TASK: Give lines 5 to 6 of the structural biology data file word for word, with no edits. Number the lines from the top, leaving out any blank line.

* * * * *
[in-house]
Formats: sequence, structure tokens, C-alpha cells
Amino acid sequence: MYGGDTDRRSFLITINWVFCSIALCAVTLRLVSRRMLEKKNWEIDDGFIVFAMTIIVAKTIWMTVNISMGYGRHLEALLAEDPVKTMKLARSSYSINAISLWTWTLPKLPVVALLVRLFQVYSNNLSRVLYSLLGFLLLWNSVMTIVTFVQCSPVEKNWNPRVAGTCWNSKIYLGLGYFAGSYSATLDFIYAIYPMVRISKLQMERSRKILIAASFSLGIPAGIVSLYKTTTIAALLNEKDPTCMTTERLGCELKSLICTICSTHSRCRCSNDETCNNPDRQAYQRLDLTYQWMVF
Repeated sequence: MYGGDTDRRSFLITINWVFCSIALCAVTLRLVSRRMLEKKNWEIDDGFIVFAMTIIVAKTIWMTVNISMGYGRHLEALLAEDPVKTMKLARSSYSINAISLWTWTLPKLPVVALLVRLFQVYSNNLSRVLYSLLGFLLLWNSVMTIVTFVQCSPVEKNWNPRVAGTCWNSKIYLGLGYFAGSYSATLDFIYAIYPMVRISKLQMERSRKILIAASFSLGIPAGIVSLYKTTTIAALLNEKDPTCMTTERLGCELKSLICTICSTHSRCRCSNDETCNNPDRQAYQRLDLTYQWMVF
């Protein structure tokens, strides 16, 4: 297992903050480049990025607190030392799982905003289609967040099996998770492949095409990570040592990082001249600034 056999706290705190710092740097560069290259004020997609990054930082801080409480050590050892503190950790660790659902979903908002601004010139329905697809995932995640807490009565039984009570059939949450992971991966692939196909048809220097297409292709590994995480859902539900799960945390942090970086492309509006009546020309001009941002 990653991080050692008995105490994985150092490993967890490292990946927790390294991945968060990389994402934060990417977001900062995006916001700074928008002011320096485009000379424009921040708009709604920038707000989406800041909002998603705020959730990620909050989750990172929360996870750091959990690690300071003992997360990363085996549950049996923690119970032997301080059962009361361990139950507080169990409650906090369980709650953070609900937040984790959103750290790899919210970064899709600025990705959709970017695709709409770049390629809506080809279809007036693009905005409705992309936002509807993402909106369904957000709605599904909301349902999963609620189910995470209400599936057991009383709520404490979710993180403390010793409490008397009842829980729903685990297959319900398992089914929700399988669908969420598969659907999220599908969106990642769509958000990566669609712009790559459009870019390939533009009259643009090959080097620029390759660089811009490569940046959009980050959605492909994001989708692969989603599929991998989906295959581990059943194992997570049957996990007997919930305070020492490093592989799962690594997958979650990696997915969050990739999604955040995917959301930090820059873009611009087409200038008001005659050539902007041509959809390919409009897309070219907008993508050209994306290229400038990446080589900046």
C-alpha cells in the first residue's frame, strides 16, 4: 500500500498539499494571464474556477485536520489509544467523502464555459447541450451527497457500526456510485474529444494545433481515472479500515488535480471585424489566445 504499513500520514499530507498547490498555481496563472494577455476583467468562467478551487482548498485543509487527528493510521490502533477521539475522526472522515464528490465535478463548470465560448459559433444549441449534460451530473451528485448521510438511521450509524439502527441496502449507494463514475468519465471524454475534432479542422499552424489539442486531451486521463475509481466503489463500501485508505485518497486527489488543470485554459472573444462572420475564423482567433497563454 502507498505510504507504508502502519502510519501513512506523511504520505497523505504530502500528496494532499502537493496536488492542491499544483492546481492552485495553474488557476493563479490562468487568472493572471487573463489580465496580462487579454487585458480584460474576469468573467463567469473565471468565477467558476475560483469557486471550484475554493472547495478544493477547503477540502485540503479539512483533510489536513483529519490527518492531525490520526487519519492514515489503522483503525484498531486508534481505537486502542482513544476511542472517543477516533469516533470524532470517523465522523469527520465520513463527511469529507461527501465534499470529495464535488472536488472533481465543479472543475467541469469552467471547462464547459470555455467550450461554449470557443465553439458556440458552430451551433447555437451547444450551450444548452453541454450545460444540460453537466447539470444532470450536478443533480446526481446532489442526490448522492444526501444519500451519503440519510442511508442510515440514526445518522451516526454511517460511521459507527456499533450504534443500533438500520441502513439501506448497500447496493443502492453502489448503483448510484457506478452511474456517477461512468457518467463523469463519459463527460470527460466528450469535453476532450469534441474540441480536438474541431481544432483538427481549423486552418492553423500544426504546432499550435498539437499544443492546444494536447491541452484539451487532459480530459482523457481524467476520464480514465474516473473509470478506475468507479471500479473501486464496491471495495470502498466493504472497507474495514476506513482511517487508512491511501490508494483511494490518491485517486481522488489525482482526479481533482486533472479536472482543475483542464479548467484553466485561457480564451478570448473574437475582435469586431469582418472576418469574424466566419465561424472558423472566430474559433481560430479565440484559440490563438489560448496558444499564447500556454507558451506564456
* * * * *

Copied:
């Protein structure tokens, strides 16, 4: 297992903050480049990025607190030392799982905003289609967040099996998770492949095409990570040592990082001249600034 056999706290705190710092740097560069290259004020997609990054930082801080409480050590050892503190950790660790659902979903908002601004010139329905697809995932995640807490009565039984009570059939949450992971991966692939196909048809220097297409292709590994995480859902539900799960945390942090970086492309509006009546020309001009941002 990653991080050692008995105490994985150092490993967890490292990946927790390294991945968060990389994402934060990417977001900062995006916001700074928008002011320096485009000379424009921040708009709604920038707000989406800041909002998603705020959730990620909050989750990172929360996870750091959990690690300071003992997360990363085996549950049996923690119970032997301080059962009361361990139950507080169990409650906090369980709650953070609900937040984790959103750290790899919210970064899709600025990705959709970017695709709409770049390629809506080809279809007036693009905005409705992309936002509807993402909106369904957000709605599904909301349902999963609620189910995470209400599936057991009383709520404490979710993180403390010793409490008397009842829980729903685990297959319900398992089914929700399988669908969420598969659907999220599908969106990642769509958000990566669609712009790559459009870019390939533009009259643009090959080097620029390759660089811009490569940046959009980050959605492909994001989708692969989603599929991998989906295959581990059943194992997570049957996990007997919930305070020492490093592989799962690594997958979650990696997915969050990739999604955040995917959301930090820059873009611009087409200038008001005659050539902007041509959809390919409009897309070219907008993508050209994306290229400038990446080589900046």
C-alpha cells in the first residue's frame, strides 16, 4: 500500500498539499494571464474556477485536520489509544467523502464555459447541450451527497457500526456510485474529444494545433481515472479500515488535480471585424489566445 504499513500520514499530507498547490498555481496563472494577455476583467468562467478551487482548498485543509487527528493510521490502533477521539475522526472522515464528490465535478463548470465560448459559433444549441449534460451530473451528485448521510438511521450509524439502527441496502449507494463514475468519465471524454475534432479542422499552424489539442486531451486521463475509481466503489463500501485508505485518497486527489488543470485554459472573444462572420475564423482567433497563454 502507498505510504507504508502502519502510519501513512506523511504520505497523505504530502500528496494532499502537493496536488492542491499544483492546481492552485495553474488557476493563479490562468487568472493572471487573463489580465496580462487579454487585458480584460474576469468573467463567469473565471468565477467558476475560483469557486471550484475554493472547495478544493477547503477540502485540503479539512483533510489536513483529519490527518492531525490520526487519519492514515489503522483503525484498531486508534481505537486502542482513544476511542472517543477516533469516533470524532470517523465522523469527520465520513463527511469529507461527501465534499470529495464535488472536488472533481465543479472543475467541469469552467471547462464547459470555455467550450461554449470557443465553439458556440458552430451551433447555437451547444450551450444548452453541454450545460444540460453537466447539470444532470450536478443533480446526481446532489442526490448522492444526501444519500451519503440519510442511508442510515440514526445518522451516526454511517460511521459507527456499533450504534443500533438500520441502513439501506448497500447496493443502492453502489448503483448510484457506478452511474456517477461512468457518467463523469463519459463527460470527460466528450469535453476532450469534441474540441480536438474541431481544432483538427481549423486552418492553423500544426504546432499550435498539437499544443492546444494536447491541452484539451487532459480530459482523457481524467476520464480514465474516473473509470478506475468507479471500479473501486464496491471495495470502498466493504472497507474495514476506513482511517487508512491511501490508494483511494490518491485517486481522488489525482482526479481533482486533472479536472482543475483542464479548467484553466485561457480564451478570448473574437475582435469586431469582418472576418469574424466566419465561424472558423472566430474559433481560430479565440484559440490563438489560448496558444499564447500556454507558451506564456